Methods and formulas for probability plot in Distribution Overview Plot (Arbitrary Censoring)

Probability plot

A probability plot includes the following:
  • Plot points, which are the estimated percentiles for corresponding probabilities of an ordered data set.
  • Fitted line, which is the expected percentile from the distribution based on maximum likelihood parameter estimates.
  • Confidence intervals, which are the confidence intervals for the percentiles.

Because the plot points do not depend on any distribution, they would be the same (before being transformed) for any probability plot made. However, the fitted line differs depending on the parametric distribution chosen. So you can use the probability plot to assess whether a particular distribution fits your data. In general, the closer the points fall to the fitted line, the better the fit.

Plot points

The plot points of the probability plot represent the likelihood of a product failing before time, t. For right-censored or uncensored data, Minitab calculates the plot points using the following methods:
  • Median rank method (default)
  • Modified Kaplan-Meier method
  • Herd-Johnson method
  • Kaplan-Meier method

If the data contain tied failure times (identical failure times), either all points (default), the average (median), or the maximum of the tied points is plotted. If the tie involves failures and suspensions, the failures are considered to occur before the suspensions.

Each of these methods generates nonparametric estimates of F(t), the cumulative distribution function for the random variable T, which is time to failure.

For a sample of n observations, let x(1), x(2),...,x(n) be the order statistics, or the data ordered from smallest to largest. Then i is the rank of the I th ordered observation x(I). The formula for each method is as follows:

Median rank (Benard's method)

Formula for uncensored data

Formula for censored data

Modified Kaplan-Meier

Formula for uncensored data

Formula for censored data

Herd-Johnson estimate

Formula for uncensored data

Formula for censored data

Kaplan-Meier product limit estimate

Note

If the largest observation is uncensored, the Kaplan-Meier method results in p = 1 for the largest uncensored observation. In this case, the Kaplan-Meier estimate for the largest observation results in a number that cannot be used in the plot. This problem is corrected by recalculating the largest p as 90% of the distance between the prior p and 1.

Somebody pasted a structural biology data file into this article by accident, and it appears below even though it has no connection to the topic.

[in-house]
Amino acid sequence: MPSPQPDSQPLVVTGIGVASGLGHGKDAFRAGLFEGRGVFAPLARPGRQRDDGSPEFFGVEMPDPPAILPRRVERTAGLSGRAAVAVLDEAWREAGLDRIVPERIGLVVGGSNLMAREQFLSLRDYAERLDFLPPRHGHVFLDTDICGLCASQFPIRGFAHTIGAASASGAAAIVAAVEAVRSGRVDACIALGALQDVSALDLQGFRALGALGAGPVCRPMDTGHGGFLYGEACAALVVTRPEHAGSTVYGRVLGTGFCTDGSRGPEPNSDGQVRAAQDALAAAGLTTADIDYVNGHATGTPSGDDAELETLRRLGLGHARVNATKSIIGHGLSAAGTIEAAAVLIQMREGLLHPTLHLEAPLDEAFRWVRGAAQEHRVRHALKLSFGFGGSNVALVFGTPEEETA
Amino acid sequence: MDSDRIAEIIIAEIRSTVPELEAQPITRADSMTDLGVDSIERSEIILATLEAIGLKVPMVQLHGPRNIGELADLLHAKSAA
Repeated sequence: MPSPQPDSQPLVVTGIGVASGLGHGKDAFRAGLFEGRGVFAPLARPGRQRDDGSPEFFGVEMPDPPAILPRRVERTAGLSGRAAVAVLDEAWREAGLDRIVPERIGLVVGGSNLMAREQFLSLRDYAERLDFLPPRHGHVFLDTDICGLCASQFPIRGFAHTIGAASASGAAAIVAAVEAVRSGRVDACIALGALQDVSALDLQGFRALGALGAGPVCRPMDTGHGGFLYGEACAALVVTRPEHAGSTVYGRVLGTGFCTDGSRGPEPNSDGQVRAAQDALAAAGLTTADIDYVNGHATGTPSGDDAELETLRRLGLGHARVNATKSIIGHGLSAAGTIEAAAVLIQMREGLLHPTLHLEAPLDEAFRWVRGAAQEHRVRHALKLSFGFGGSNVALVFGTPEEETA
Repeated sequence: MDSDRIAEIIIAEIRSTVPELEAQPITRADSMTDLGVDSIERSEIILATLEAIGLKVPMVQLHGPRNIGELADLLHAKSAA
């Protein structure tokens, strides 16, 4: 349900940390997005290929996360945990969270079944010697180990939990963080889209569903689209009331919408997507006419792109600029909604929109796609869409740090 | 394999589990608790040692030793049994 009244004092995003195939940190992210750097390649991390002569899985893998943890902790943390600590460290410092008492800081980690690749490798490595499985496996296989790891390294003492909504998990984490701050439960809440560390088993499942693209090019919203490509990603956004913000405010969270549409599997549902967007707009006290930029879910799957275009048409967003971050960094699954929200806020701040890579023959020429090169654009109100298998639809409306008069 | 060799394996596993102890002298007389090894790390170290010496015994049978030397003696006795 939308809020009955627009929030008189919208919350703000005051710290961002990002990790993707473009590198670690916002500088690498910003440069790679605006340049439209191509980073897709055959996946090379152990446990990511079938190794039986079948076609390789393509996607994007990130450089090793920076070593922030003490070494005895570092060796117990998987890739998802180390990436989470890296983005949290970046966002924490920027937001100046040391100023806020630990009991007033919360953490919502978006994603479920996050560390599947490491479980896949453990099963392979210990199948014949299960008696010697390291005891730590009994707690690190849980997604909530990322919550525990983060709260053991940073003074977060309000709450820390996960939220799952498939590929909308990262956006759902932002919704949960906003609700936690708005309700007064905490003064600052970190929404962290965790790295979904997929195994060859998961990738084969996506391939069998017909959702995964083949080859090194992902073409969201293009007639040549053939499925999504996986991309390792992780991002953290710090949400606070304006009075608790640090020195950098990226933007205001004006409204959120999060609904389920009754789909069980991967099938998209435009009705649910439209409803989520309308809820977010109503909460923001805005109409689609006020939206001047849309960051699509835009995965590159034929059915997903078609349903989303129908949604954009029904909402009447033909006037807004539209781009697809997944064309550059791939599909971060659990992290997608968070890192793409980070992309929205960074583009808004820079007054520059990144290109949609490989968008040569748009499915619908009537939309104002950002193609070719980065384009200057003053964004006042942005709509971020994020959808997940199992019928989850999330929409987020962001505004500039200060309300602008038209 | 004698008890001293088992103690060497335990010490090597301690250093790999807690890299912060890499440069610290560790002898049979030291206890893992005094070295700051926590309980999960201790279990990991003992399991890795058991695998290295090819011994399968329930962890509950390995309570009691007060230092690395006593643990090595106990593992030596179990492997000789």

Note

For arbitrarily-censored data, Minitab estimates the cumulative probabilities using the Turnbull method1.

Formula for uncensored data

Formula for censored data

Notation

TermDescription
irank of the data point, with ties given consecutive ranks
nnumber of observations in the data
δj 0 if the j th observation is censored, or 1 if the j th observation is uncensored
ARi
AR0equals 0
p'i

Fitted line

The following table shows how the x and y coordinates for the fitted line are constructed. Note the following:
  • Minitab transforms the x-axis to a log scale when you are using the Weibull, 3-parameter Weibull, exponential, lognormal, or loglogistic distribution.
  • Minitab transforms the y-axis to a percent scale by default. If you change the y-scale type to probability, Minitab transforms the y-axis to a probability scale.

Distribution x coordinate y coordinate
Smallest extreme value failure time ln(–ln(1 – p))
Weibull ln(failure time) ln(–ln(1 – p))
3-parameter Weibull ln(failure time – threshold) ln(–ln(1 – p))
Exponential ln(failure time) ln(–ln(1 – p))
2-parameter exponential ln(failure time – threshold) ln(–ln(1 – p))
Normal failure time Φ –1 (p)
Lognormal ln(failure time) Φ –1 (p)
3-parameter lognormal ln(failure time – threshold) Φ –1 (p)
Logistic failure time
Loglogistic ln(failure time)
3-parameter loglogistic ln(failure time – threshold)

Notation

TermDescription
Φ –1 inverse cdf for the standard normal distribution
ln (x)natural log of x
1 B.W. Turnbull (1976). "The Empirical Distribution Function with Arbitrarily Grouped, Censored and Truncated Data", Journal of the Royal Statistical Society, 38, 290-295.
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